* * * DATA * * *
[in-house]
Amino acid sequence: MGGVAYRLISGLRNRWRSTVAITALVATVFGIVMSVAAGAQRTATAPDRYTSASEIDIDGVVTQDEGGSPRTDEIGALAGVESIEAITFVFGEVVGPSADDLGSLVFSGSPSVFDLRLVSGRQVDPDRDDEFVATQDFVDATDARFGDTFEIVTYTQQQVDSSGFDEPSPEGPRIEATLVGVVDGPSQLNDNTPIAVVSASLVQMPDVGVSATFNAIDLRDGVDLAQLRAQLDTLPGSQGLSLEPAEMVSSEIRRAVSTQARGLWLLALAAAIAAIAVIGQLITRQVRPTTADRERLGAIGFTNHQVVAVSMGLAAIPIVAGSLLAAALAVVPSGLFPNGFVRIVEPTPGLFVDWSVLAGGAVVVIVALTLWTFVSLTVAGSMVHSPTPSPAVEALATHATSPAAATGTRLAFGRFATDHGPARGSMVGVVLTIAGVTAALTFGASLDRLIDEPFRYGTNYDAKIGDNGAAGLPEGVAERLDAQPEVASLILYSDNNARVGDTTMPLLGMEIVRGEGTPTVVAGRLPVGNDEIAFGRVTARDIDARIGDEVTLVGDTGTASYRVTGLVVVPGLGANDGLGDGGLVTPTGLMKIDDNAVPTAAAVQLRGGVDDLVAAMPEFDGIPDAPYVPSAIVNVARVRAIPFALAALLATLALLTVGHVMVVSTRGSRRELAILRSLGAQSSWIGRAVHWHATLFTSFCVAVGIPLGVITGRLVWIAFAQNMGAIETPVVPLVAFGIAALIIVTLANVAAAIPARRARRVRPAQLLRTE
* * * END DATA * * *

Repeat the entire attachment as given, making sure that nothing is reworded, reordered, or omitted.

[in-house]
Amino acid sequence: MGGVAYRLISGLRNRWRSTVAITALVATVFGIVMSVAAGAQRTATAPDRYTSASEIDIDGVVTQDEGGSPRTDEIGALAGVESIEAITFVFGEVVGPSADDLGSLVFSGSPSVFDLRLVSGRQVDPDRDDEFVATQDFVDATDARFGDTFEIVTYTQQQVDSSGFDEPSPEGPRIEATLVGVVDGPSQLNDNTPIAVVSASLVQMPDVGVSATFNAIDLRDGVDLAQLRAQLDTLPGSQGLSLEPAEMVSSEIRRAVSTQARGLWLLALAAAIAAIAVIGQLITRQVRPTTADRERLGAIGFTNHQVVAVSMGLAAIPIVAGSLLAAALAVVPSGLFPNGFVRIVEPTPGLFVDWSVLAGGAVVVIVALTLWTFVSLTVAGSMVHSPTPSPAVEALATHATSPAAATGTRLAFGRFATDHGPARGSMVGVVLTIAGVTAALTFGASLDRLIDEPFRYGTNYDAKIGDNGAAGLPEGVAERLDAQPEVASLILYSDNNARVGDTTMPLLGMEIVRGEGTPTVVAGRLPVGNDEIAFGRVTARDIDARIGDEVTLVGDTGTASYRVTGLVVVPGLGANDGLGDGGLVTPTGLMKIDDNAVPTAAAVQLRGGVDDLVAAMPEFDGIPDAPYVPSAIVNVARVRAIPFALAALLATLALLTVGHVMVVSTRGSRRELAILRSLGAQSSWIGRAVHWHATLFTSFCVAVGIPLGVITGRLVWIAFAQNMGAIETPVVPLVAFGIAALIIVTLANVAAAIPARRARRVRPAQLLRTE